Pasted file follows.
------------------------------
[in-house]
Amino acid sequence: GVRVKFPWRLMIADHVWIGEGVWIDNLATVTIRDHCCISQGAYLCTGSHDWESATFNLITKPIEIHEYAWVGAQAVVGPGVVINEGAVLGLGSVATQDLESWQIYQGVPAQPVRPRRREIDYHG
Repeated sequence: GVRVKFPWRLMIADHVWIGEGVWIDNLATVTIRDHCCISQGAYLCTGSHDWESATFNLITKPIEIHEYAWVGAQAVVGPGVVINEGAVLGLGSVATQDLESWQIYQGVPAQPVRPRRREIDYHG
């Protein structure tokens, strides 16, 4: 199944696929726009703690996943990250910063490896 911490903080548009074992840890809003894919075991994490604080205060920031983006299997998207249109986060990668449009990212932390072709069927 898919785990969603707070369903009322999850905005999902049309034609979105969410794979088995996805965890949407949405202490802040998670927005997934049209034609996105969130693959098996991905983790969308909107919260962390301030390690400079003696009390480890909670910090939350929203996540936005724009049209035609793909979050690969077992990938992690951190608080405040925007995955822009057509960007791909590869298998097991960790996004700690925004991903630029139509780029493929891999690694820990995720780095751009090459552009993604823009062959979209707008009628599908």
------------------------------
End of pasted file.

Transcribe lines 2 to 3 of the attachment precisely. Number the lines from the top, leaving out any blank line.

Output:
Amino acid sequence: GVRVKFPWRLMIADHVWIGEGVWIDNLATVTIRDHCCISQGAYLCTGSHDWESATFNLITKPIEIHEYAWVGAQAVVGPGVVINEGAVLGLGSVATQDLESWQIYQGVPAQPVRPRRREIDYHG
Repeated sequence: GVRVKFPWRLMIADHVWIGEGVWIDNLATVTIRDHCCISQGAYLCTGSHDWESATFNLITKPIEIHEYAWVGAQAVVGPGVVINEGAVLGLGSVATQDLESWQIYQGVPAQPVRPRRREIDYHG